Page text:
To me, since I only photograph people, the ultimate resolution of the lenses is not as important as the look of the glass and the Zeiss look is very evident, especially on short focus subjects.

Maybe Contax is gone, maybe there will be something new from Zeiss to replace it, but today, for me it's the very best tool for what I do.

Even a quick test of an assistant at 1/30th  f2 handheld shows no blurring or smearing, or signs of mirror slap.

It really is a fine piece of equipment.

JR
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James everytime you post about contax you drive the prices up. Respectfully lets keep all this about contax between you and me. Please I still have lenses I need and a second body. Great to hear about the mam adapter, now where can I find one?
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vgogolak
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« Reply #8 on: March 28, 2006, 09:00:58 AM »
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I wouldlike to put in a good word for the 35mm and (even the zoom, though heavy).
The 35mm is very sharp and very wide. There is no hasselblad equivalent

On Hasselbled, I would also say that there are good adapters and I quite enjoy, after seeing MR's review of the ARSAT I think, of the fisheye 30mm hassey.

Now for really wonderful alternative to the 210mm (if not dog, maybe puppy!  

That is the hasselblad 180mm. It is a wonderful alternative.(see 100%)

Although MR has switched from Contax for understandable reasons, I see all I want in the Contax and Hassey V series lens (MANY at good prices)

I will save money for next step: ALPA and HR and XL lenses with my P25

regards
Victor
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Let Biogons be Biogons
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« Reply #9 on: March 28, 2006, 10:44:29 AM »
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The Contax 645 lenses are generally sharper and faster than their Hasselblad equivalents (in addition to their automation/data advantages with the Contax body).  From repeated reports, the 210mm may be the exception -- I have one but haven't used it much at all to say (although the MTF's don't look all that different than the 140mm which is a fine lens).

I would put the 120mm/f4.0 Makro up against just about any MF lens (even most 35mm) lenses -- it is outstanding.    The 35mm is also great, and the 80mm is reputed to be the best MF 80mm available (the Xenotar 80/f.2.8 is close, but a stop slower). The 140mm has exceptional bokeh and is an ideal portrait lens. The 45mm is really good as well. No experience with the 45-90mm zoom or the 55mm.  Also, if you find the 645's 350mm/f4.0 Tele-Apotessar, buy it as they are far and few between.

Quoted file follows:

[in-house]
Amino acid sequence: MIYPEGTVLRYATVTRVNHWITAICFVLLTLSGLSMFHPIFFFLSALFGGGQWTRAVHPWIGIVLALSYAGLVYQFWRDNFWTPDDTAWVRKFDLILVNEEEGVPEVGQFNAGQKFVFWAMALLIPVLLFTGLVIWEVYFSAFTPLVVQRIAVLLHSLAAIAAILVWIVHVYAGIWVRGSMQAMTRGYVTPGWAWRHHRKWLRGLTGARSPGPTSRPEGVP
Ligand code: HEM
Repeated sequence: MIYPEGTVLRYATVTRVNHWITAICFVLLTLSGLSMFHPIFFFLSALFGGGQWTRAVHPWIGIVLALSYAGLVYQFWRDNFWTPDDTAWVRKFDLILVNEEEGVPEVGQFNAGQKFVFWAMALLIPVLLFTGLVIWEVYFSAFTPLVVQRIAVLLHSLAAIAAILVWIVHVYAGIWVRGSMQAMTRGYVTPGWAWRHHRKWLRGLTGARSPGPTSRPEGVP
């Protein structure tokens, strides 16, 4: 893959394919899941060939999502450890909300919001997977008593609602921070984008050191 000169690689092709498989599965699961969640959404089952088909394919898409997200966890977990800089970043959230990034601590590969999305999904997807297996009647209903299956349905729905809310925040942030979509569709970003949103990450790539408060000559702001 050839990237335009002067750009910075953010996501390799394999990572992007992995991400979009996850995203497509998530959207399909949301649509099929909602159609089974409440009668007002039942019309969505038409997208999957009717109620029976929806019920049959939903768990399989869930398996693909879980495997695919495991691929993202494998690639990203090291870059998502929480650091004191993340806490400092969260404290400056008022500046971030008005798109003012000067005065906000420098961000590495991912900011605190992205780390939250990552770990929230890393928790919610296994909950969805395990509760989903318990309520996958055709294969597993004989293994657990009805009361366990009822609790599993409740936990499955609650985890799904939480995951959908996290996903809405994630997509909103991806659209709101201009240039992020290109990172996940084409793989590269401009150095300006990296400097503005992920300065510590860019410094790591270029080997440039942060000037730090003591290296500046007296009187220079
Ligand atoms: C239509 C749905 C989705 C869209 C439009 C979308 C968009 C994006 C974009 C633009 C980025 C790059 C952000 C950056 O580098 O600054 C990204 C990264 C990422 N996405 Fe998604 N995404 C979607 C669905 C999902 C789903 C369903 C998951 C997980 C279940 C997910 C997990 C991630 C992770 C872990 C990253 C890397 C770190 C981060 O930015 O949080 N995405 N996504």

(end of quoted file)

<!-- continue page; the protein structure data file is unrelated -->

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James Russell
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« Reply #10 on: April 01, 2006, 10:42:31 AM »
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The Contax 645 35mm is the best wide angle I have ever used.  Even wide open with the A-22 it's freaky sharp, if you hit focus.

It also has very little barrel distortion, though I admit I don't use wide angles all that much.

My newest most favorite lens is the Hasselblad 110 f2 I put on the contax with the MAM-1 adapter.

Very beautiful and great grainy falloff.

Really something special.

JR
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eleanorbrown
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« Reply #11 on: April 01, 2006, 12:21:57 PM »
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The Contax 645 35mm is the best wide angle I have ever used.  Even wide open with the A-22 it's freaky sharp, if you hit focus.

It also has very little barrel distortion, though I admit I don't use wide angles all that much.

My newest most favorite lens is the Hasselblad 110 f2 I put on the contax with the MAM-1 adapter.

Very beautiful and great grainy falloff.

Really something special.

JR
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James could you explain what you mean by "grainy falloff?  do you have some online examples usiing this lens camera combination?  I use the P25 back with my contax and use primarily the 35, 80 and 120 (occassionally use the 210 but have problems with lens camera vibraton/and or focus on the latter.  Have not tried any hassy lenses on the contax. Thanks, Eleanor
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Gary Ferguson
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« Reply #12 on: April 02, 2006, 06:14:43 AM »
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"The 35mm is very sharp and very wide. There is no hasselblad equivalent"

"The Contax 645 35mm is the best wide angle I have ever used.  Even wide open with the A-22 it's freaky sharp"

"The 35mm is also great, and the 80mm is reputed to be the best MF 80mm available. The 45mm is really good as well."

Eh? It's good that everyone's happy with their purchases, but this certainly isn't the Contax system that I remember.